From: Watson 'Atto Parsec' Name
Subject: Re: audio line specifications
References: <3DEE2757.EE79B063@crf.canon.fr> <3DEFD744.3A2D8C8D@gv.net>
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Date: Mon, 9 Dec 2002 19:29:40 -0800
NNTP-Posting-Date: Mon, 09 Dec 2002 20:35:25 PST
Organization: InReach Internet
In article ,
> In article ,
> email@example.com mentioned...
> > I read in sci.electronics.design that Watson 'Atto Parsec' Name
> > wrote (in > ach.net>) about 'audio line specifications', on Fri, 6 Dec 2002:
> > >Well, I said high impedane, which is the vector sum of the resistance
> > >and reactance. If it's high impedance then the capacitance must be very
> > >low.
> > 200 to 1000 pF typically.
> > >In any case, I could hear the diff between a short cable and a
> > >long cable as far as high end rolloff goes, with the cheap crystal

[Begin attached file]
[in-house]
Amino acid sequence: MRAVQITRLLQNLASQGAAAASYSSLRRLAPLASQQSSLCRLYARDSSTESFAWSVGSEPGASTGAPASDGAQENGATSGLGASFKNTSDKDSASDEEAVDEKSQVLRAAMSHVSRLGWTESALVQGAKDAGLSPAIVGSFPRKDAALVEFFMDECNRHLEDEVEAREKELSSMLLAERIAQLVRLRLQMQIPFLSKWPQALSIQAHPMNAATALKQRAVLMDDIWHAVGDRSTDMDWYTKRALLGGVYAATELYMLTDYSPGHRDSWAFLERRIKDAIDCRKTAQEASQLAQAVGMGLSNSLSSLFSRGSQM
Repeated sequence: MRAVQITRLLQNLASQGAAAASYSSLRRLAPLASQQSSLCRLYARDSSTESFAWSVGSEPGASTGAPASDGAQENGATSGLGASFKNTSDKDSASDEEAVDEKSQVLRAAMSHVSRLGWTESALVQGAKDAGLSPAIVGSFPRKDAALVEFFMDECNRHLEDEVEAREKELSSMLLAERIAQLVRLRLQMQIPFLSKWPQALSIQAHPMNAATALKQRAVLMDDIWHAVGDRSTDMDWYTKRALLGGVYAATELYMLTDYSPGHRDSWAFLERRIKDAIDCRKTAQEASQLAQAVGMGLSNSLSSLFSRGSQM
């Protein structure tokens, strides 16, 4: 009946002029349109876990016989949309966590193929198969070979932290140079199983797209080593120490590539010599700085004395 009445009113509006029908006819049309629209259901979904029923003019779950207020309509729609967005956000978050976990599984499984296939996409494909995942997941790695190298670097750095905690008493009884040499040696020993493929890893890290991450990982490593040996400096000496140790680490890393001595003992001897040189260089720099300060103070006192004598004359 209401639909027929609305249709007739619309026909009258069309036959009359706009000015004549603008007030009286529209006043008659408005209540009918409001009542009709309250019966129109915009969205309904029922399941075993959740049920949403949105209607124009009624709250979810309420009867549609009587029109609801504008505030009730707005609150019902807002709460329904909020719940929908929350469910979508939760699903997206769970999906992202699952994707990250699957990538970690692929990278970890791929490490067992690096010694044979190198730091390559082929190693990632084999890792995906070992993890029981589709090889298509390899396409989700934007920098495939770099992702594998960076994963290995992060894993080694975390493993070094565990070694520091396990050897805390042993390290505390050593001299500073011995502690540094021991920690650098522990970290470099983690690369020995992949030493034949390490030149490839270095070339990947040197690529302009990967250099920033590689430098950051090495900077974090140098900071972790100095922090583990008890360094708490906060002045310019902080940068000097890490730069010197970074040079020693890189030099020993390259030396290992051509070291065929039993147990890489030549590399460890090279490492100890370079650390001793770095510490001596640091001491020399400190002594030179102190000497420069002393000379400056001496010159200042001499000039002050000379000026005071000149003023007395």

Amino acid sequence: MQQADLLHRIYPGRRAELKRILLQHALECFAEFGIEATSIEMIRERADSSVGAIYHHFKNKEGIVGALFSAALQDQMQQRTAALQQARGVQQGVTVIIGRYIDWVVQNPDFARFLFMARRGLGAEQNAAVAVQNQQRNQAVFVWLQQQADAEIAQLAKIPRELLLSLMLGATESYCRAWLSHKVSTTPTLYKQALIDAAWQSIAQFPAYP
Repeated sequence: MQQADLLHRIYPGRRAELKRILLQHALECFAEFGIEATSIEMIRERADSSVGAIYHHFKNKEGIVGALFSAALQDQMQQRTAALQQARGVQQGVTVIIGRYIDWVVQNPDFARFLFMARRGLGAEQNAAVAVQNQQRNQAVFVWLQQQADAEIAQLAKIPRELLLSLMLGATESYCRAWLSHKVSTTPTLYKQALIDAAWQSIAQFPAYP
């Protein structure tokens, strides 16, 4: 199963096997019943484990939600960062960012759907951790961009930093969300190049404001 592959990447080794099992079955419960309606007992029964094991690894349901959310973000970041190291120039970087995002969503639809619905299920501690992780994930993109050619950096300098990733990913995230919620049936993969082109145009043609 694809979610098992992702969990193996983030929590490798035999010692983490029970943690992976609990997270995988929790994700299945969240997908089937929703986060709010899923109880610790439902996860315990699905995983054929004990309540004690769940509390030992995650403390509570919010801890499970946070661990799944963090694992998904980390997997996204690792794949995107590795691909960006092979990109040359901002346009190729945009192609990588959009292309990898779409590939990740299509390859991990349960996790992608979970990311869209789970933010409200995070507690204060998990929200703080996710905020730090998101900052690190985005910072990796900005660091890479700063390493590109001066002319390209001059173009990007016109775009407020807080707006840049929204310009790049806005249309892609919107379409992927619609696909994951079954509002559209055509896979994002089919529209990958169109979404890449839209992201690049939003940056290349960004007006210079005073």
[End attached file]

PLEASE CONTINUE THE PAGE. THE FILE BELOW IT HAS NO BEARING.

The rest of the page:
> > >mikes, or were they ceramic, I forget which.
> > Ceramics tended to be nearer 1000 pF. What you heard might be loss due
> > to the *loss resistance*, not capacitance, of the PVC insulated cable.
> > For crystal microphones, use polythene-insulated cable.
> Hey, look. This was back in the toob (aka valve) days, when the tape
> recorder's microphone was a box the size of a carton of cigarettes, and
Correction. I should have said pack of cigarettes.
> the microphone cables were covered with cloth braid. I don't even think
> they had an idea of using PVC, the dielectric was probably rubber.
> Back in those days, every budding audiophile like myself had their heart
> set on getting a Shure or ElectroVoice cardioid microphone, so they
> could make a decent sounding recording. But those were way out of my
> budget. I couldn'e even afford the matching transformer.
My email address is whitelisted. *All* email sent to it
goes directly to the trash unless you put NOSPAM in the
Subject: line. alondra101 hotmail.com
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